Kauri are one of the longest-living trees in the world. They only grow in New Zealand, and are of huge cultural importance to New Zealanders. But kauri trees are threatened with extinction by a disease that is spread between trees by people carrying tiny amounts of contaminated soil on their footwear and other gear.
- Clean all soil off your footwear and other gear (including hiking poles, clothing and bags), every time you enter or leave a forest area. This is to avoid introducing kauri dieback disease to a new area, or moving it from an area where the disease is. A pinhead of soil is enough to spread the disease. Do not use water (including stream water) to clean, unless it will be captured in a sewer, for instance – the pathogen that causes dieback is a water mould, and is activated by water.
- Use disinfectant only after you have removed all the soil. Spray it on all the areas that have come into contact with the ground.
- Don’t go off-track for any reason (including to hug a kauri!). A kauri’s roots are extremely delicate, grow close to the surface, are susceptible to disease, and can grow outwards 3x as far as a tree’s branches).
- If you use hiking poles, use rubber feet on your poles to minimise the amount of soil your poles pick up.
- Never assume anywhere is free of kauri dieback. Infected trees may not show it.
- Spread the word within your networks about the need for visitors to help stop the spread of kauri dieback. Everyone has a part to play in saving kauri.
About kauri dieback
The pathogen that causes kauri dieback is microscopic, ‘smart,’ and tough. It can infect new trees even after being without a kauri tree host for at least six years. When near kauri trees, it can sense where a kauri tree’s roots are, and then ‘swim’ towards them through the soil. It kills most if not all kauri trees it infects, of all ages.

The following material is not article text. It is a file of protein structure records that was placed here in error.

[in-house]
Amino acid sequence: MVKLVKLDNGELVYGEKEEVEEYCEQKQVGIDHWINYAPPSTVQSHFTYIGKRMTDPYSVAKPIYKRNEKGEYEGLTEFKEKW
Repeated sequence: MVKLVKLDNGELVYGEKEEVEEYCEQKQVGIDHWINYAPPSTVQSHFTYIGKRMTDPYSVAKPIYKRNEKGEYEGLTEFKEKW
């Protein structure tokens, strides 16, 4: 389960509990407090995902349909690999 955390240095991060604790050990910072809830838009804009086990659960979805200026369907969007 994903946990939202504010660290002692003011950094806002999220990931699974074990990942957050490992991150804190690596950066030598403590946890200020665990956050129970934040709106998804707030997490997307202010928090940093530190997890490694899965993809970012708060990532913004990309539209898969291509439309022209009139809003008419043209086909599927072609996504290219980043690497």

Kauri trees grow throughout the upper North Island; if you’re in natural forest and you’re in the upper North Island, it’s likely you’ll be near kauri trees.
People are the main way that kauri dieback disease is spread, through the movement of contaminated soil. But by taking the time to clean your footwear and other gear, responsible visitors like you are helping save kauri, along with the rest of the community.
Click here to go to the Department of Conservation’s walking and tramping pages.
Click here to go to Tourism New Zealand’s walking and hiking pages.
Click here to be linked to homepage of Te Araroa Trail.
Updated March 2017
The information in this guide is intended to be general information. It is not intended to take the place of, or to represent, the written law of New Zealand or other official guidelines or requirements. While every effort has been made to ensure the information in this document is accurate, the Ministry for Primary Industries (and any of their employees or agents involved in the drafting of this guide) do not accept any responsibility or liability for any error of fact, omission, interpretation or opinion which may be present, nor for the consequences of any decisions or actions based on this information.
The Ministry/The Kauri Dieback Programme itself and on behalf of all the persons mentioned above, clarifies that it has no control over and is not responsible for the contents of any pages referenced or accessed from this guide other than pages provided by the Ministry/The Kauri Dieback Programme. Any hyperlinks to other Web sites imply neither responsibility for, nor approval of, the information contained in those other Web sites on the part of the Ministry/The Kauri Dieback Programme.